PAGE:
John Gamblin <>
Wed, 1 Aug 2001 17:54:25 -0700 (PDT)
G'day All and Ralph,
Reid <> wrote:
Our windows are coated with highly-reflective solar
film which, in daytime, makes them act (as viewed from
the outside) as one-way mirrors. Yesterday morning
whilst my wife and I were standing at the kitchen sink
doing the washing-up,
Now, come, come dear Ralph, "don't you mean whilst I
was doing the washing up :^D"
a Red Wattlebird came and perched on the window sill
and held a long interrogation of its reflection,
alternately calling and cocking its head sideways
whilst closely peering at its reflection.
This lasted for about three minutes, affording us an
excellent close-up view. I have not seen any other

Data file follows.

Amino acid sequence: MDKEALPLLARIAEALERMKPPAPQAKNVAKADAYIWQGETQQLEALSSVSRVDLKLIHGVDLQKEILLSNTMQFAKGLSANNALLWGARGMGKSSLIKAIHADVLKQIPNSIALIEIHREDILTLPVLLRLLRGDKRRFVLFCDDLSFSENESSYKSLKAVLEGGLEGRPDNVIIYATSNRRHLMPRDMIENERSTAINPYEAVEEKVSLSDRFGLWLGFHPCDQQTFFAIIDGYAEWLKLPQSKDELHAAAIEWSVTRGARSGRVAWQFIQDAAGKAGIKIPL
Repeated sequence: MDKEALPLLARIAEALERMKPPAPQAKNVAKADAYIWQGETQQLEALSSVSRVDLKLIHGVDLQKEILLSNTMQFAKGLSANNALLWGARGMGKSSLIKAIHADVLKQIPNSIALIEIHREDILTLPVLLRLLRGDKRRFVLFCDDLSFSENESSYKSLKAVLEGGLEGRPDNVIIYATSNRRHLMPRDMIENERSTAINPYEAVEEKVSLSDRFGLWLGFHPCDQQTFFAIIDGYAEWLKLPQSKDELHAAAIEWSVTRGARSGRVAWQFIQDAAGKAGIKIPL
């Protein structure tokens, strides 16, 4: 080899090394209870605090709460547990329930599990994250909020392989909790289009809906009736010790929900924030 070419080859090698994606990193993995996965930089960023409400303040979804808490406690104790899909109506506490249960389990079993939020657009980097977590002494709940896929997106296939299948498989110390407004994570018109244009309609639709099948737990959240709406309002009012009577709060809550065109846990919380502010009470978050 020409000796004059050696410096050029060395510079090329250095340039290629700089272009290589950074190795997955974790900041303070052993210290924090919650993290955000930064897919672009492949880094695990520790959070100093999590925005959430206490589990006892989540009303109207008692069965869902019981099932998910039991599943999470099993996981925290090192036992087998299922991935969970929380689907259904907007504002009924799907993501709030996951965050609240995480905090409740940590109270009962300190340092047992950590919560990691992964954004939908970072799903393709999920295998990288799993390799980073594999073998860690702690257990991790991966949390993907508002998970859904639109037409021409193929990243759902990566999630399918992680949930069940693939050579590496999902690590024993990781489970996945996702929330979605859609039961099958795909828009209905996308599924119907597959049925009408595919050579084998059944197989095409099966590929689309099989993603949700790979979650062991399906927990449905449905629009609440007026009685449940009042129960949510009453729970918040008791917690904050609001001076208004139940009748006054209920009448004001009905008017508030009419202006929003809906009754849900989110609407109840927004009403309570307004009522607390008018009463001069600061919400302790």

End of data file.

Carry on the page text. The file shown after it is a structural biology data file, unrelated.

incidents of birds being attracted to our windows in
this way. Would the use of one-way glass (or mirrors)
be a good technique for constructing observation
Sadly Ralph I had the horrid task of helping out a
beak cracked Kookaburra that swooped and dive-bombed
to vigorously. The Instrument shop workers and myself
at BHP took ages to get him back in to the wild. I
know of many other incidents where bird have attacked
their own images. It seems to occur the most where
husbands are forced by wives to keep windows clean?
it's the plane and pitch of the window that seems to
be the most affective anti bird strike method used
with that type of glass? make to top of the window
further out then the bottom so that we humans can
still see them but their reflection is elsewhere.
Many methods around to solve this ..... let me know
and I'll dig up a few more for you and all if needed.
John A. Gamblin
Here comes my good friend "Little Johnny"
"Hail little Johnny hail" :^D
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